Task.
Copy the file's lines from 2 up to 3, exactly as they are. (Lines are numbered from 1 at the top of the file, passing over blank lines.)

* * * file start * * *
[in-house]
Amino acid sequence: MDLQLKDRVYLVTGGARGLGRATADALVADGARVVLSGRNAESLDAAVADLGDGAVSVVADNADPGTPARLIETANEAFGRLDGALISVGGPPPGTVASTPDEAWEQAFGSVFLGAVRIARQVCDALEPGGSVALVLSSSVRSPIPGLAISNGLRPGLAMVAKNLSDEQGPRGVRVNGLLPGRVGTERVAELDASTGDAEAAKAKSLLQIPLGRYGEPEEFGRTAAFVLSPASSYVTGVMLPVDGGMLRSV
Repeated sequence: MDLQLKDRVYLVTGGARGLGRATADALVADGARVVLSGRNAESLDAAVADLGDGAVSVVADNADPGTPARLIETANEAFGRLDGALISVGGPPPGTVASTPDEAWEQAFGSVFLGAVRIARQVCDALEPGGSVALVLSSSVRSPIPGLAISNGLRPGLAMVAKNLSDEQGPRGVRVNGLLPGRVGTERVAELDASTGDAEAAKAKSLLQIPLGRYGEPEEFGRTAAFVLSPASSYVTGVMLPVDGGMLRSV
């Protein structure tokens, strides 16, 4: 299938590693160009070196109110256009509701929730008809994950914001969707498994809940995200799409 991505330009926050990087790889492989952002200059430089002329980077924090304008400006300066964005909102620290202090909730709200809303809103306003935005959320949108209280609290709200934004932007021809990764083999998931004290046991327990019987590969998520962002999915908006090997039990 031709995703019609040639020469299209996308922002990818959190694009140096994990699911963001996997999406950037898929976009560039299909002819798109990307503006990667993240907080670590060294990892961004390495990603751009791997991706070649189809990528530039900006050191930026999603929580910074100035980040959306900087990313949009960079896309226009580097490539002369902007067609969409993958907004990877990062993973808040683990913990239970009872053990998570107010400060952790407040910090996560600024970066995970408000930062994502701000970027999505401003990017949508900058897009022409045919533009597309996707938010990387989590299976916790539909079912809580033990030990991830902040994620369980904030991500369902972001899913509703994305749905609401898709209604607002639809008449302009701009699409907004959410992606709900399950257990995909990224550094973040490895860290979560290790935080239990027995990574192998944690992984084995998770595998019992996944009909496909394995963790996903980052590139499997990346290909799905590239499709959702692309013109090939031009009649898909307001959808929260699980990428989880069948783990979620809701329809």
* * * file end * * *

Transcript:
Amino acid sequence: MDLQLKDRVYLVTGGARGLGRATADALVADGARVVLSGRNAESLDAAVADLGDGAVSVVADNADPGTPARLIETANEAFGRLDGALISVGGPPPGTVASTPDEAWEQAFGSVFLGAVRIARQVCDALEPGGSVALVLSSSVRSPIPGLAISNGLRPGLAMVAKNLSDEQGPRGVRVNGLLPGRVGTERVAELDASTGDAEAAKAKSLLQIPLGRYGEPEEFGRTAAFVLSPASSYVTGVMLPVDGGMLRSV
Repeated sequence: MDLQLKDRVYLVTGGARGLGRATADALVADGARVVLSGRNAESLDAAVADLGDGAVSVVADNADPGTPARLIETANEAFGRLDGALISVGGPPPGTVASTPDEAWEQAFGSVFLGAVRIARQVCDALEPGGSVALVLSSSVRSPIPGLAISNGLRPGLAMVAKNLSDEQGPRGVRVNGLLPGRVGTERVAELDASTGDAEAAKAKSLLQIPLGRYGEPEEFGRTAAFVLSPASSYVTGVMLPVDGGMLRSV